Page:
An example: "I am increasingly disappointed with the subjects of your Truth-O-Meter, especially the silly Obama stuff," said defense lawyer Gerard Donley, of Cranston. "With local elections around the corner, you should be focusing on genuinely important campaign claims and whether they're truthful. Don't waste such a valuable asset on junk."
Our item on Republican John Robitaille's claim that some of the problems at Rhode Island's Department of Motor Vehicles were the result of union rules also prompted opposing comments. We rated Robitaille's claim that untrained cooks helpers had been hired at DMV because of union rules as Half True.
"Many thanks for the article regarding the DMV, which particularly annoys me because it represents epic failure on the Carcieri administration and simple disregard for the average Rhode Islander. For Robitaille to assign partial blame to the union for that mess is mindnumbing," wrote Steven Humphrey, of East Providence.
But Larry Buteau, of North Providence, said we didn't back up our assertion that the cooks helpers were required to meet education and experience requirements to get hired at the DMV.
"I was amazed at your ability to stretch your version of the facts to fit your opinion in this article. It took you almost a half page,” he wrote.
Several readers tweaked us for our Truth-O-Meter rating on a statement from Bill Clegg, a Republican running for Congress, who said the U.S. deficit was increasing at $3 million per second. We rated his claim False.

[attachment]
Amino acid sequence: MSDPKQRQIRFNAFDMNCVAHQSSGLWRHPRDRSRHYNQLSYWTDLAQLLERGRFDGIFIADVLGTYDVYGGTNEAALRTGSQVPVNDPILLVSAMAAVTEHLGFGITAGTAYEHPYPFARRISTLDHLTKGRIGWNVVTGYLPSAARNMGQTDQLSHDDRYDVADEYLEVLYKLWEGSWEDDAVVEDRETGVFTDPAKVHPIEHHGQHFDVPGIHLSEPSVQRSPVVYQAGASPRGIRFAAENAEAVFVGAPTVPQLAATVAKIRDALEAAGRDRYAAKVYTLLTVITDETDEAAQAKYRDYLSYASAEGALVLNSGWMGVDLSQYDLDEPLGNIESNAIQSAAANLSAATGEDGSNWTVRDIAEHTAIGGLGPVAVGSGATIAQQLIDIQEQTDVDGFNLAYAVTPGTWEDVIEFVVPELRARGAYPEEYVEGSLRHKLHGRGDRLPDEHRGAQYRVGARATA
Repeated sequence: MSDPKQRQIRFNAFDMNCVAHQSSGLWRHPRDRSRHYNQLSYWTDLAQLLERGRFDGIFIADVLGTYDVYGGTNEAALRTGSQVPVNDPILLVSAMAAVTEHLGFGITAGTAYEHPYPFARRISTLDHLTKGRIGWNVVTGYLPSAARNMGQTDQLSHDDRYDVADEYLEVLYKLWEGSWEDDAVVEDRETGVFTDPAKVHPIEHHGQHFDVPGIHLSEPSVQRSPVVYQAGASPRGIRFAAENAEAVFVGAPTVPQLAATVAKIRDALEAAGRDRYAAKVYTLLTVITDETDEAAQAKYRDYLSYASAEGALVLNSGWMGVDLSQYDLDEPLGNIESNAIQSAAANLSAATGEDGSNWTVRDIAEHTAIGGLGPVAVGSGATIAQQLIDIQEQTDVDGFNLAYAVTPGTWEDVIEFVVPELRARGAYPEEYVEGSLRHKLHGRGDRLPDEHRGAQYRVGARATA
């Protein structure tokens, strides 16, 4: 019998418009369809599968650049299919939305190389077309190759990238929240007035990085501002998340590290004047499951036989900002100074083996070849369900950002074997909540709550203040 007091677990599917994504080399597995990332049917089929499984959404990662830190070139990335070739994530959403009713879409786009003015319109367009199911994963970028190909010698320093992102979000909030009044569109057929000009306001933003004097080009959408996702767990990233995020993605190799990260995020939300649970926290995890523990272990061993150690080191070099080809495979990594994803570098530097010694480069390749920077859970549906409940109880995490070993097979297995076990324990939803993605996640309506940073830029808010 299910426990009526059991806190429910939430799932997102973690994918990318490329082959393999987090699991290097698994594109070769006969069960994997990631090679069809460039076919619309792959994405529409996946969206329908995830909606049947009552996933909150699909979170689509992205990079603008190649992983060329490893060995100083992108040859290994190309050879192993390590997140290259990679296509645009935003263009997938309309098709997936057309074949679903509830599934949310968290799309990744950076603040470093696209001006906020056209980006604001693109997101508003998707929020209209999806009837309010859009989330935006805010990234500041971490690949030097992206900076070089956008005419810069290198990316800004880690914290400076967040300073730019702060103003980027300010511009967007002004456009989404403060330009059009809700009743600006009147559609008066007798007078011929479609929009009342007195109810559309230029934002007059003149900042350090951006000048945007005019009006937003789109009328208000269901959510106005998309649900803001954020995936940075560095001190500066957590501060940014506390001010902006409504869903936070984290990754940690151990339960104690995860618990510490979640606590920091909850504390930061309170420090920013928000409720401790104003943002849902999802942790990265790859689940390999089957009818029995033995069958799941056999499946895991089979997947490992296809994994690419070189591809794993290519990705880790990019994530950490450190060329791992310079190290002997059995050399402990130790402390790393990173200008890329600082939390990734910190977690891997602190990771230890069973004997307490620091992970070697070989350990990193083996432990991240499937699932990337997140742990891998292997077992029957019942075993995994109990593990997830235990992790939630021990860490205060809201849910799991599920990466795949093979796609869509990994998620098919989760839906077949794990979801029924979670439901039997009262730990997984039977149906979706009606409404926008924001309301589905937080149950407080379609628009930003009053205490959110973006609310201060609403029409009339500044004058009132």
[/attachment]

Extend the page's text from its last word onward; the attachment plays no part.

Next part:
The readers didn't take issue with the ruling; rather, they scolded Clegg -- and us -- for using imprecise language.
Deficit is the amount of spending that exceeds revenue in a given period; debt is the total amount owed. Thanks to the sharp-eyed readers, we corrected the item. We are in your debt.
Some readers accused us of being too conservative; others called us flaming liberals. Some said we pick on Republicans; others said we're too tough on Democrats. So far, PolitiFact Rhode Island has published 31 items -- 15 on Democrats, 9 on Republicans, 5 on statements made by independent Lincoln Chafee or by foes attacking him, and 1 each on a talk-show host and a chain e-mail..
Mostly, readers have expressed appreciation for any attempt to determine whether politicians are telling the truth.
"I wanted to take a moment to write and say how much I enjoy reading PolitiFact," wrote Mark Poirier, of Pawtucket. "It's nice to have a party that's outside the pols purview analyzing the situation. . . Anyway, thanks for keeping us informed. It helps voters make informed decisions"
Thank you, Mark.
If you want to sound off on a PolitiFact item, or if you hear a statement that cries out for the Truth-O-Meter test, don't be shy. Contact us at email@example.com.
As for the jonnycakes, it's been said that folks in the East Bay make theirs with cold milk, while those in South County use nothing but white flint corn and boiling water. Maybe we should put that to the Truth-0-Meter.